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Music

Why Randy Rhoads was the best thing to happen to Ozzy Osbourne

Losing a job is never easy, especially when it’s your friends who are pulling the rug from underneath your feet, but that’s exactly what happened to Ozzy Osbourne when his bandmates in Black Sabbath replaced him with Ronnie James Dio. They cited his unprofessionalism, his bad conduct and disregard for their material. Osbourne contested this opinion – bassist Geezer Butler was writing with less colour than usual – but he had no choice. The band wanted him out, and there was nothing he could do about it.

So, he drank, and he drank, and then he drank some more. It’s to Sharon Arden’s credit that she told him to return to music, where he always belonged. They started auditioning musicians, before coming across a blond-haired hotshot who helped him reignite his passion for hard rock and heavy metal. It only took Randy Rhoads a matter of seconds to bag the prize for himself.

“I had never looked for auditions or gigs outside of what I was doing,” Rhoads recalled.”Besides, I thought I would hurt my band. When I did go down, there were all these guys with Marshall stacks. I brought along a tiny practice amp. I started tuning up and Ozzy said, ‘You’ve got the gig,’ I didn’t even get to play! I had the weirdest feeling because I thought ‘He didn’t even hear me yet.”‘

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But the effect he had on Osbourne was virtually miraculous. The vocalist was singing better, writing better and exhibiting a new lease of life that made Blizzard of Ozz so enjoyable to listen to. Consider the jangly riff on ‘Crazy Train’, soaking Osbourne’s maniacal laughter with a pummeling riff that pivots from straightforward blues to a more intense form of rock music.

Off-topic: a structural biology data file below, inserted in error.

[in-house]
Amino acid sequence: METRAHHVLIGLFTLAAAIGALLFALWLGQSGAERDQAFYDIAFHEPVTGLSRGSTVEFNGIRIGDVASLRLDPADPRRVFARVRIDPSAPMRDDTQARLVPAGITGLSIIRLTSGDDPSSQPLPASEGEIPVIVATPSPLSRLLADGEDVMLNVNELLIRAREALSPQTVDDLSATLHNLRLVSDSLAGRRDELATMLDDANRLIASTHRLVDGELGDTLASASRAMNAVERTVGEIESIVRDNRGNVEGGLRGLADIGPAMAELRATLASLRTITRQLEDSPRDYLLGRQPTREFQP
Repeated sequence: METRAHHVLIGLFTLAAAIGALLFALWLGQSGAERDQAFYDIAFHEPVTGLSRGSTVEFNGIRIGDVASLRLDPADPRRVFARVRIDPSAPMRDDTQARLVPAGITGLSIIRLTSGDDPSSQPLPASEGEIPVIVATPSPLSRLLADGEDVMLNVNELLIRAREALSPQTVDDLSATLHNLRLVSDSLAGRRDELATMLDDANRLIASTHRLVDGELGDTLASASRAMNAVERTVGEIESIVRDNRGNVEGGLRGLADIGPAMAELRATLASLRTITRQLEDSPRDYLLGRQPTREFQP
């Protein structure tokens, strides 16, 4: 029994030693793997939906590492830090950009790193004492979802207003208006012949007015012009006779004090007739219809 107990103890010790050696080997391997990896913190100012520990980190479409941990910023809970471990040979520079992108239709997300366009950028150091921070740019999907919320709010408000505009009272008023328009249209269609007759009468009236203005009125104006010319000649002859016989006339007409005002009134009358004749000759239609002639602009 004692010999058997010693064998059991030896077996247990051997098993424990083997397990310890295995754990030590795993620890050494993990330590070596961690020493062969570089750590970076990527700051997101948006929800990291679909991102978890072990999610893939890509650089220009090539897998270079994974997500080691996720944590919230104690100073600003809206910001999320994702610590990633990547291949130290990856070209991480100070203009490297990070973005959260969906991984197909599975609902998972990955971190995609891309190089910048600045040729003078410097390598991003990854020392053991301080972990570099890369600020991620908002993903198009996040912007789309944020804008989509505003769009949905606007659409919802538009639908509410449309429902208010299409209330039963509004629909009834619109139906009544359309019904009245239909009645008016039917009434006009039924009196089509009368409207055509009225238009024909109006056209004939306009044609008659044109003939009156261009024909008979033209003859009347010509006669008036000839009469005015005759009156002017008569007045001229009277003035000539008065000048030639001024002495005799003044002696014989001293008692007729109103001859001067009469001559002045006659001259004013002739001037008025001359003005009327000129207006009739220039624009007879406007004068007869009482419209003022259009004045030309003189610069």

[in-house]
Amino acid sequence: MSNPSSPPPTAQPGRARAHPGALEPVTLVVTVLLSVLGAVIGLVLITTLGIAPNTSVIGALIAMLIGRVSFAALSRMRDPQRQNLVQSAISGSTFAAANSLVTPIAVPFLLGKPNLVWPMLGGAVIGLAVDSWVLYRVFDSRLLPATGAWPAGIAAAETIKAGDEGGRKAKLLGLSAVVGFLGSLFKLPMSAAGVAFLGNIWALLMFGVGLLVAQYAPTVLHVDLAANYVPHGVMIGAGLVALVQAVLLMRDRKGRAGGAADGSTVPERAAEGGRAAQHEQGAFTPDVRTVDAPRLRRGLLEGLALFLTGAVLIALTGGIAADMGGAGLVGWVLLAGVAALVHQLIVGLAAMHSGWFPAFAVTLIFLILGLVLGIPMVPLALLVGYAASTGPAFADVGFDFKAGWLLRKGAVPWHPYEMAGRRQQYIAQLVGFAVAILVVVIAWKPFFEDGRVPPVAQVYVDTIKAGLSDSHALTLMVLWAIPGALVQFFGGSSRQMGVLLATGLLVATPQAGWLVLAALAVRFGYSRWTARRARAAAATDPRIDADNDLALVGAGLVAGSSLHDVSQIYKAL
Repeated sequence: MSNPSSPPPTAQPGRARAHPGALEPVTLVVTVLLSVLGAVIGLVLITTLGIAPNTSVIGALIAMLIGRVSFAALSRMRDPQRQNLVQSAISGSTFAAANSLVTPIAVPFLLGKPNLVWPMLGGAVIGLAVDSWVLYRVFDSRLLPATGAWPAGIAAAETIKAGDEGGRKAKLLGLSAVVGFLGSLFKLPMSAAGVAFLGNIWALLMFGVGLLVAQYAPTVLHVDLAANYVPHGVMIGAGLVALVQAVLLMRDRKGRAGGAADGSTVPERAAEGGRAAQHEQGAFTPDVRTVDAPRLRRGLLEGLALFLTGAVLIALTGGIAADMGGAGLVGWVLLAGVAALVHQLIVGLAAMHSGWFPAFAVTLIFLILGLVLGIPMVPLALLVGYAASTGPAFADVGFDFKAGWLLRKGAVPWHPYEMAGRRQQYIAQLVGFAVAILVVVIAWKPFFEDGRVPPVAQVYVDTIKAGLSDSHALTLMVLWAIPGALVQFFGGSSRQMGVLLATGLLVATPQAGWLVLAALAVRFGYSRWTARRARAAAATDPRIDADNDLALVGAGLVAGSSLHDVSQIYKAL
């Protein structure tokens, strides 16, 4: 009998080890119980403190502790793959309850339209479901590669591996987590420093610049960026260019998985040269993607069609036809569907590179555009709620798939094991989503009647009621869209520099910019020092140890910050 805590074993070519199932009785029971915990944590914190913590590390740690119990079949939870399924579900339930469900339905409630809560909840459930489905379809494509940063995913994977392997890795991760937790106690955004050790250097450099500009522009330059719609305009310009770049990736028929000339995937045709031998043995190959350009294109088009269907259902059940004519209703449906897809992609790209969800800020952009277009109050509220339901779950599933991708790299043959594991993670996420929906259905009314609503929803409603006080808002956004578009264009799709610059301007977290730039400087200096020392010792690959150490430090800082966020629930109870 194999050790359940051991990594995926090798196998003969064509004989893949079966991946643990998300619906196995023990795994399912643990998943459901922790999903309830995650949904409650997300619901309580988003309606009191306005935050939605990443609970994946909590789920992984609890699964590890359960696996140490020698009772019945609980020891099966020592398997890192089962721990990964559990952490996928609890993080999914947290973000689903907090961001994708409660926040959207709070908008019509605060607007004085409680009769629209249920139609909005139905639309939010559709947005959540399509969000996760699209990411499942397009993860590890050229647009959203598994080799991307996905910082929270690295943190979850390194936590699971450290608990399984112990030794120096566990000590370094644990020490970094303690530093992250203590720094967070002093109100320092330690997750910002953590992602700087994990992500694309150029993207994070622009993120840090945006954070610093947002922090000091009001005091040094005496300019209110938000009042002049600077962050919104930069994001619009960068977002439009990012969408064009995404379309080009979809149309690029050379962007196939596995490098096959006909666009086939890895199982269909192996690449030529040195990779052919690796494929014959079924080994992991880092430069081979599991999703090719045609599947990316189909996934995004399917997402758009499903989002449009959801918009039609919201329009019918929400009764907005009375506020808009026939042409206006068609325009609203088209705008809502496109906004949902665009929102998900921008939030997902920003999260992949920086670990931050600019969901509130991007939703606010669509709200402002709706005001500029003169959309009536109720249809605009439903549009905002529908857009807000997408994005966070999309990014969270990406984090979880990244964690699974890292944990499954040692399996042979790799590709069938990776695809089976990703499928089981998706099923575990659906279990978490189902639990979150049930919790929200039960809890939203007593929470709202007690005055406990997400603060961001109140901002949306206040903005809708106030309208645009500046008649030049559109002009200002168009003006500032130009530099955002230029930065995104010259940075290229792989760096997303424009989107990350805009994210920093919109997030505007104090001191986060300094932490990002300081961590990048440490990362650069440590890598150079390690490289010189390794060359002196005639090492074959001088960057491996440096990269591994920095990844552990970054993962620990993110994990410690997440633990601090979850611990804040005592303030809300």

Arguably a more accomplished musician than Tony Iommi, Rhoads gave Osbourne a new lease of life and a form of songwriting partnership that gave him a new sense of purpose and vitality. Rhoads focused on the music in question, giving Osbourne the confidence to sing from the bottom of his gut. As a way of saying thank you to the young guitar player, Osbourne gave him an instrumental spot of his very own.

The finished result, ‘Dee’, is a creative endeavour in sound and sonics, showing that the deeply magnetic guitarist had an intellectual mindset that seeped into the music in question. Osbourne was growing more progressive as an artist and a person, and Blizzard of Ozz helped transform the singer in the shape of the progressive metal bands that followed Black Sabbath in their wake, but that’s not to say the album is dumb unto itself.

No, the album is ripe with possibility, featuring a stunning lead vocal from Osbourne on ‘Mr. Crowley’, is a tuneful keyboard-oriented work that features some of Bob Daisley’s more elaborate bass work. The pummelling ‘Suicide Solution’- which got Osbourne into a lot of hot bother in later years – features some of the guitarists’ most shimmering arpeggio work, and the performances are lit with great reverence to the ornamental flourishes that had segued into the world’s tapestry of instrumental music.

The band were growing tighter as an orbit, especially on ‘No Bone Movies’, which boasts some of Lee Kerslake’s most elaborate drum exhibitions and cymbal work. Daisley and Kerslake later felt unfairly treated by the management when the album was released as an Osbourne solo record, instead of ‘The Blizzard of Ozz’ band they had intended it as.

“When the album was released the words ‘Ozzy Osbourne’ were in bigger print than ‘The Blizzard of Ozz’ which made it look like an Ozzy Osbourne album called The Blizzard of Ozz,” Daisley recalled. “Randy was never one to rock the boat.” The bassist was forgiving in what he realised was a procedural move from the guitar player, who worked with Osbourne again on Diary of A Madman.

But it was always bound to focus on Osbourne, particularly due to his legacy as frontman for Black Sabbath, and the songs are all the richer for Rhoads input. He doesn’t play or moves like a session player, but positions himself as the band’s musical director; Infusing every note with personality and persuasion, particularly at the more critical junctures in the instrumental moments.

Bllizzard of Ozz is Ozzy Osbourne’s best album. There’s even a case to be made that it’s Osbourne’s best work both inside and outside Black Sabbath, and in Randy Rhoads, he found a formidable guitar player who was more than happy to punch up the material with a series of blinding guitar licks that showed the vocalist as a formidable singer unto himself. The guitarist was never anything less than professional, creating a tapestry of sound that was fresh with potential and power. Bless him for everything he did.

Stream the Blizzard of Ozz album on Spotify below.